We need not determine, however, the validity of the theory suggested by the trial court. Section 871 refers to ‘[a]ny person under the custody of a probation officer in a county juvenile hall, or committed to a county juvenile home, ranch, camp, or forestry camp, . . .’ (Italics added.) Appellant was not ‘committed’ to Rancho San Antonio. Rather, he had been ordered placed at CEDU Foundation and was in the custody of the probation officer at juvenile hall pending placement. Detention at juvenile hall pending such placement is authorized by Welfare and Institutions Code section 737. The probation officer merely provided for the temporary detention of appellant at Rancho San Antonio pending appellant's placement at CEDU Foundation. Under these circumstances appellant was a ‘person under the custody of a probation officer in a county juvenile hall’ within the meaning of section 871. Contrary to appellant's contention that escape statutes are strictly construed, the courts have been inclined to construe such measures in accord with their fair import in a commonsense manner to effect the legislative objectives and promote justice. (People v. Haskins, 177 Cal.App.2d 84, 86–87, 2 Cal.Rptr. 34; In re Haines, 195 Cal. 605, 621, 234 P. 883.) Commonsense interpretation of such statutes often requires application of the doctrine of constructive custody. (People v. Haskins, supra; People v. Owens, 236 Cal.App.2d 403, 404, 46 Cal.Rptr. 91; People v. Labrum, 25 Cal.App.3d 105, 108, 101 Cal.Rptr. 602.) Appellant was constructively ‘under the custody of a probation officer in a county juvenile hall’ and therefore the evidence was sufficient to support the trial court's order sustaining the petition.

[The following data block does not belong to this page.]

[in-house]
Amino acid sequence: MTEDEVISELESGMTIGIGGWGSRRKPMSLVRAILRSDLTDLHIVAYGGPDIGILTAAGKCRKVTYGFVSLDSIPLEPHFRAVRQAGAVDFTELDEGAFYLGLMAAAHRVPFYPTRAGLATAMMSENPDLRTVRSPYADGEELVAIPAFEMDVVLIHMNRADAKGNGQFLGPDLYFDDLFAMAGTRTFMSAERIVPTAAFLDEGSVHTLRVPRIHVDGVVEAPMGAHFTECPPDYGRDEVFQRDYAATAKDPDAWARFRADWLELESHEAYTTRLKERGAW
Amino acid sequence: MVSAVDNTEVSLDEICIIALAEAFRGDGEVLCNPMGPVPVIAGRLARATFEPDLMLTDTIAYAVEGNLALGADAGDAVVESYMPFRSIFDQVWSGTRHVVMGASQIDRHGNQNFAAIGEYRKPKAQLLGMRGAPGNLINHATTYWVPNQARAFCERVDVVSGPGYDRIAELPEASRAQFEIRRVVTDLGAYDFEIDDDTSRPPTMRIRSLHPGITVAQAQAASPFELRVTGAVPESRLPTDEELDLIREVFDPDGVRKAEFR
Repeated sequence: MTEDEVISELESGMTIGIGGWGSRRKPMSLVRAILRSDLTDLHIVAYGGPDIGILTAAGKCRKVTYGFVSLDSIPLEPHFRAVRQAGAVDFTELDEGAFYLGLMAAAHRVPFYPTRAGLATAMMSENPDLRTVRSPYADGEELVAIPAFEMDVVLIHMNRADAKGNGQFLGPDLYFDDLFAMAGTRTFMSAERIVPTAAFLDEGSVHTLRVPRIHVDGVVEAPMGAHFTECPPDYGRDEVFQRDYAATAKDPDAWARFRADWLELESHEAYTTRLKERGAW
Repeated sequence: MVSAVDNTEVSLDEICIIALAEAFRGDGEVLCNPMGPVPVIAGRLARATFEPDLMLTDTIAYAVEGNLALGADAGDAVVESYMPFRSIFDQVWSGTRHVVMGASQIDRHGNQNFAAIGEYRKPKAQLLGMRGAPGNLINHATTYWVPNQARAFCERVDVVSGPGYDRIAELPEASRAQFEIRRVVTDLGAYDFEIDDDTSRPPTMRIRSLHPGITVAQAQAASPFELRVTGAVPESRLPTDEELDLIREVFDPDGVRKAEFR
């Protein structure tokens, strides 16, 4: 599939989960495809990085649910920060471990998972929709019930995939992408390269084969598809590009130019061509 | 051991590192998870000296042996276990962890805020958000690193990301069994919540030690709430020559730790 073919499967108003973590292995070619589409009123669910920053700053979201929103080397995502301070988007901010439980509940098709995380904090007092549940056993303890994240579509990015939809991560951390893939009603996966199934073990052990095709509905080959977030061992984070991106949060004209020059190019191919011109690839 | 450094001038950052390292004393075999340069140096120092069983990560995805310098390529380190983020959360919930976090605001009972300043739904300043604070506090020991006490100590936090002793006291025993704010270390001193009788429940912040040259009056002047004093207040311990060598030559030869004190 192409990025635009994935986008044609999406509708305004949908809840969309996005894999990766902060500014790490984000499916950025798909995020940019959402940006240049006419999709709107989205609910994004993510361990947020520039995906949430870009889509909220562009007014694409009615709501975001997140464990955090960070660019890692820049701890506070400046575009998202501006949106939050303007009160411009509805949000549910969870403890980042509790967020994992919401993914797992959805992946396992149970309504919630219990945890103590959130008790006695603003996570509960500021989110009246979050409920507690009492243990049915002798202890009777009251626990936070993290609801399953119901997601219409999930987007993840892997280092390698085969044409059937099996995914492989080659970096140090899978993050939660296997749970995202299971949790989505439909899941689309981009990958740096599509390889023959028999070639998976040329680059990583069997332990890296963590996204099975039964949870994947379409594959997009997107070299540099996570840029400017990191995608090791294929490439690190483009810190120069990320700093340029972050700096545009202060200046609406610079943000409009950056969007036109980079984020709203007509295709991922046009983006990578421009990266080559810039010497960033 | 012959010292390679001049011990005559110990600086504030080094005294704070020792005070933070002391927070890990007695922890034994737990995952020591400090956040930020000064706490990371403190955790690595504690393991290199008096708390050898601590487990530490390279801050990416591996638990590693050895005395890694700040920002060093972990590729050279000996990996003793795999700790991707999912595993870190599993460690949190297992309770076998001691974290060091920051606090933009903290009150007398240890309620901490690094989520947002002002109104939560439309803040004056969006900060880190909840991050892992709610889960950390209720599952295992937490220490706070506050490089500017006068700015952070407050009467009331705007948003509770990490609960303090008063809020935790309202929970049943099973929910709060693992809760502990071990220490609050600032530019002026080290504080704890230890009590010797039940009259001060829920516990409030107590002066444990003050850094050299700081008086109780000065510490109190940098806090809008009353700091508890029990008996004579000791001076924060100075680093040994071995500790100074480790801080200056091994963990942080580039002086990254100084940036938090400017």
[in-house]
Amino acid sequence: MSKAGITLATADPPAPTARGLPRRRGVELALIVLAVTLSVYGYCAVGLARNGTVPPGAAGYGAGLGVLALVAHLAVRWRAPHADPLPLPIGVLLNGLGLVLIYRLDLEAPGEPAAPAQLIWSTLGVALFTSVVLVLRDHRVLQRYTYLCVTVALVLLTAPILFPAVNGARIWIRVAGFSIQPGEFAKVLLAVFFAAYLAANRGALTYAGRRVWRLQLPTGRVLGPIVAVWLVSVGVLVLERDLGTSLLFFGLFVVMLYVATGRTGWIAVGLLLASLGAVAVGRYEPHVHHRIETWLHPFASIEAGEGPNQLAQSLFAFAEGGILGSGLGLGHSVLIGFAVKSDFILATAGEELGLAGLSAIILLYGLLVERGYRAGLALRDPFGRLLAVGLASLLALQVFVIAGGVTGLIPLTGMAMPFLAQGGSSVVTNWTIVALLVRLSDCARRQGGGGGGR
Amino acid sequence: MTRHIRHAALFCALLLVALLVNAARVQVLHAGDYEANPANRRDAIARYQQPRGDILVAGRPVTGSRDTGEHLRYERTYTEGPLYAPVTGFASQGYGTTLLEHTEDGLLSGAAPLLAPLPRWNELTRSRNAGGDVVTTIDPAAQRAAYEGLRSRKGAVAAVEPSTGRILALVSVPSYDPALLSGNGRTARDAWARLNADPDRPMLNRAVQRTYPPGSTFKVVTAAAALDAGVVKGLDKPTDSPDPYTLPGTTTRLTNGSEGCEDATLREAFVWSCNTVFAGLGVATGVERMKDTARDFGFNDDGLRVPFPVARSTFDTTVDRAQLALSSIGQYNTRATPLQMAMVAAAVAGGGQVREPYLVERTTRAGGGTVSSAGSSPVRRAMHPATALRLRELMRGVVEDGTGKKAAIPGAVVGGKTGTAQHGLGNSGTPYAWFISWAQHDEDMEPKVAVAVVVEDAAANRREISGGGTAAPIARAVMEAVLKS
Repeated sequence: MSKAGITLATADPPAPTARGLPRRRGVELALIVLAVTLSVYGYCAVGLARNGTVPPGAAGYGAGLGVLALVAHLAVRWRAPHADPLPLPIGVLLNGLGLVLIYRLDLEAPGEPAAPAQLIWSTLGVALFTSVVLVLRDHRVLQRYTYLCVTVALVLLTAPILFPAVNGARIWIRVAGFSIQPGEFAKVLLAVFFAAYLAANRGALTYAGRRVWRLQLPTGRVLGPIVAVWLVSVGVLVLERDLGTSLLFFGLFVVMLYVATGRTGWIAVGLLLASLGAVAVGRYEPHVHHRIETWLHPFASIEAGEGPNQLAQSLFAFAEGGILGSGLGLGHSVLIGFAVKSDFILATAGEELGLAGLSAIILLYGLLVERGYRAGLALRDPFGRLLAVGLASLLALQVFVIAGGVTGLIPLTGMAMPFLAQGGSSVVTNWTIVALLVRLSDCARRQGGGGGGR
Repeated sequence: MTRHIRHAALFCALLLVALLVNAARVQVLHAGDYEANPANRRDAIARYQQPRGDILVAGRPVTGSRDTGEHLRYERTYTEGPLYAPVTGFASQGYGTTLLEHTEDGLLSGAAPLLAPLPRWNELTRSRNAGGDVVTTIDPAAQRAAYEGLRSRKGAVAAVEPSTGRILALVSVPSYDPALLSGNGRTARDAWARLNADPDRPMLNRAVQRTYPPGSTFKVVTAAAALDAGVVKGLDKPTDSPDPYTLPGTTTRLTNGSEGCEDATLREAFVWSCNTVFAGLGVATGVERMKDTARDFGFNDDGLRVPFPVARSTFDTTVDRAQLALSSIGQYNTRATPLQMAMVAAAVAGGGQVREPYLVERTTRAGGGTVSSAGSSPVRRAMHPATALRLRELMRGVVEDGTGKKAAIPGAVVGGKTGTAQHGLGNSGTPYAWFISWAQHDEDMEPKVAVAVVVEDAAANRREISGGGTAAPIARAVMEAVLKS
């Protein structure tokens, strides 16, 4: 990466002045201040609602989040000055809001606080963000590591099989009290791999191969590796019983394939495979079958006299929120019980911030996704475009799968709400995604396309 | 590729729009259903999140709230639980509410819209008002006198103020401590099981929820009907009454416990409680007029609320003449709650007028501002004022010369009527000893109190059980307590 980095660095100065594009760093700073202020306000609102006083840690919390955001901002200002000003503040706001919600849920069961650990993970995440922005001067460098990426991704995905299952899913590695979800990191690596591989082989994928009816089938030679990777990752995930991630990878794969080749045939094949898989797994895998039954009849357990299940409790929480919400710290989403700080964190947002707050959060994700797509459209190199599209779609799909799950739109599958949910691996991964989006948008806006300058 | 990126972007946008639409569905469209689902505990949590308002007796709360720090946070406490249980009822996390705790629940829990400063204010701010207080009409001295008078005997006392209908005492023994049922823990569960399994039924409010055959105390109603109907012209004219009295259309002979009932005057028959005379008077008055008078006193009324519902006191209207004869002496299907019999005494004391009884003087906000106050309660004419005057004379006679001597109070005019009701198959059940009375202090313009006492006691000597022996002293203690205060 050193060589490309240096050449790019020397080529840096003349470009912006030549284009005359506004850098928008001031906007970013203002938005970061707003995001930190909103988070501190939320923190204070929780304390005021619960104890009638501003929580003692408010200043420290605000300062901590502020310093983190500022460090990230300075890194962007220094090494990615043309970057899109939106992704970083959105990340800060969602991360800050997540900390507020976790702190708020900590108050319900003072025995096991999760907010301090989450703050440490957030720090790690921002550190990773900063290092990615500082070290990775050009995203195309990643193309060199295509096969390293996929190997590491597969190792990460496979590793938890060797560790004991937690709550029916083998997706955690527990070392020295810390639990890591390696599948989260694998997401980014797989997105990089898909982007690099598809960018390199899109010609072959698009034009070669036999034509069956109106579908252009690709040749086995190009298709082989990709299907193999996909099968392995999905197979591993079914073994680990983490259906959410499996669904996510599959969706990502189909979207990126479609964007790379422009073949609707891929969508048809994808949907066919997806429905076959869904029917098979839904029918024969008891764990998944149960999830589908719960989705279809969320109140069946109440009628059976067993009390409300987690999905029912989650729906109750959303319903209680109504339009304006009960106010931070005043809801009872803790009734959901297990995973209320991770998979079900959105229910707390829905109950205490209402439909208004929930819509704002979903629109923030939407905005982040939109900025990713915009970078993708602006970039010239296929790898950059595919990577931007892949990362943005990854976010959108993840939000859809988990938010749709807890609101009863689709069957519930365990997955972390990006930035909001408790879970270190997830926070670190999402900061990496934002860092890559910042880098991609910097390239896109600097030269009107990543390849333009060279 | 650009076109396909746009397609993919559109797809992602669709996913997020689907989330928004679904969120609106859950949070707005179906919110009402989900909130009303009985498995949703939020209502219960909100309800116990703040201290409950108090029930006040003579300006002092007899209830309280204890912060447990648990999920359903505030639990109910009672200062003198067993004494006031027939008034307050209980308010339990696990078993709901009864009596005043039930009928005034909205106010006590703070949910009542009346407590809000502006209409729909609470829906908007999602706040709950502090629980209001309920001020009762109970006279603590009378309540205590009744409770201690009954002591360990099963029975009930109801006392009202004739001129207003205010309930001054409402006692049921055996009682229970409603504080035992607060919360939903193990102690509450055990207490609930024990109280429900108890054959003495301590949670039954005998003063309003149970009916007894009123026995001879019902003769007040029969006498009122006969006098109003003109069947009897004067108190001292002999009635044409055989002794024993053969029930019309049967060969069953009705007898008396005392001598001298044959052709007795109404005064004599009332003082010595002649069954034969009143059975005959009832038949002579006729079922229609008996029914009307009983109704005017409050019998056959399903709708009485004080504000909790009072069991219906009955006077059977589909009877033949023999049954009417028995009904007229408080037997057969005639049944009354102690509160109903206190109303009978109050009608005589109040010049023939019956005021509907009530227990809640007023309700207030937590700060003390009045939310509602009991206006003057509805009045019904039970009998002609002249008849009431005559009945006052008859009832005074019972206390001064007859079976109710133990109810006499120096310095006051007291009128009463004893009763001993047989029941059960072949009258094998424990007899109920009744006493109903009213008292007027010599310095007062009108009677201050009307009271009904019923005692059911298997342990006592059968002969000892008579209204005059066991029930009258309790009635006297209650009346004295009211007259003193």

The order sustaining the petition is affirmed. The appeal from the order denying rehearing is dismissed.

FOOTNOTES

1.  The notice of appeal also purports to be from the denial of appellant's application for rehearing. It has been held that where no new issue is raised by the application for rehearing, an order denying rehearing is not appealable. (In re Joe R., 12 Cal.App.3d 80, 83, 90 Cal.Rptr. 530; In re Timothy N., 48 Cal.App.3d 862, 867, 121 Cal.Rptr. 880. Cf. In re Edgar M., 14 Cal.3d 727, 740, 122 Cal.Rptr. 574, 537 P.2d 406.)

2.  Brother McCarthy's testimony was cut off before he was able to explain the exact nature of the Emergency Care Program.

3.  The juvenile court is authorized to commit a dependent child or ward to the care of ‘[s]ome association, society, or corporation embracing within its objects the purpose of caring for such minors, with the consent of such association, society, or corporation.’ (Welf. & Inst.Code, § 727, subd. (b).)

4.  Welfare and Institutions Code section 882 reads:‘Such juvenile homes, ranches, camps or forestry camps shall be in charge of a superintendent or director and may be established in conjunction with the probation department, or in any manner determined by the county board of supervisors. Such superintendent or director and other persons employed at such homes or camps shall be appointed by the probation officer, subject to confirmation by the board of supervisors, of the county establishing such homes or camps.’

ASHBY, Associate Justice.

KAUS, P. J., and HASTINGS, J., concur.